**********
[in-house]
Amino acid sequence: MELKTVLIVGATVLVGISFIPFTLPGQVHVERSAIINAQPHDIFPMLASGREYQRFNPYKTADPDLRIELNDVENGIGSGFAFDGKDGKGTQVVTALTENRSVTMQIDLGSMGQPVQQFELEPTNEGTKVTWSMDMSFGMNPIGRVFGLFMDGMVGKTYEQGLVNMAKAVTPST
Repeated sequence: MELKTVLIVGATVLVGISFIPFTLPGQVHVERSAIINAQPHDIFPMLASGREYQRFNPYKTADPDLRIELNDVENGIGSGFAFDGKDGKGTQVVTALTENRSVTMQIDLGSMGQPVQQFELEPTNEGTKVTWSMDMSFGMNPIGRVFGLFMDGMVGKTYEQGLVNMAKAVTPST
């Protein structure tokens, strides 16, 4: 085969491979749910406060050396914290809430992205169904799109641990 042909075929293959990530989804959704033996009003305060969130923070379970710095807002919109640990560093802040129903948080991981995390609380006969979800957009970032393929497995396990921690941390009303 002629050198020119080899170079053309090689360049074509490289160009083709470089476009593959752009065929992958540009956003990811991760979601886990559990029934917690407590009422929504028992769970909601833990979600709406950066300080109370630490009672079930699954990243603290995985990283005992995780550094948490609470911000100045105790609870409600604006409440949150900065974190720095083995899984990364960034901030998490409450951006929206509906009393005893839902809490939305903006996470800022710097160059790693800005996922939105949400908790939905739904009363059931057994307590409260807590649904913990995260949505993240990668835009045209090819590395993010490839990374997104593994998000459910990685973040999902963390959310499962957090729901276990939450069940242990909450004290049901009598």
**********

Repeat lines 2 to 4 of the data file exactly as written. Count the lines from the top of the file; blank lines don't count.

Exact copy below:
Amino acid sequence: MELKTVLIVGATVLVGISFIPFTLPGQVHVERSAIINAQPHDIFPMLASGREYQRFNPYKTADPDLRIELNDVENGIGSGFAFDGKDGKGTQVVTALTENRSVTMQIDLGSMGQPVQQFELEPTNEGTKVTWSMDMSFGMNPIGRVFGLFMDGMVGKTYEQGLVNMAKAVTPST
Repeated sequence: MELKTVLIVGATVLVGISFIPFTLPGQVHVERSAIINAQPHDIFPMLASGREYQRFNPYKTADPDLRIELNDVENGIGSGFAFDGKDGKGTQVVTALTENRSVTMQIDLGSMGQPVQQFELEPTNEGTKVTWSMDMSFGMNPIGRVFGLFMDGMVGKTYEQGLVNMAKAVTPST
């Protein structure tokens, strides 16, 4: 085969491979749910406060050396914290809430992205169904799109641990 042909075929293959990530989804959704033996009003305060969130923070379970710095807002919109640990560093802040129903948080991981995390609380006969979800957009970032393929497995396990921690941390009303 002629050198020119080899170079053309090689360049074509490289160009083709470089476009593959752009065929992958540009956003990811991760979601886990559990029934917690407590009422929504028992769970909601833990979600709406950066300080109370630490009672079930699954990243603290995985990283005992995780550094948490609470911000100045105790609870409600604006409440949150900065974190720095083995899984990364960034901030998490409450951006929206509906009393005893839902809490939305903006996470800022710097160059790693800005996922939105949400908790939905739904009363059931057994307590409260807590649904913990995260949505993240990668835009045209090819590395993010490839990374997104593994998000459910990685973040999902963390959310499962957090729901276990939450069940242990909450004290049901009598």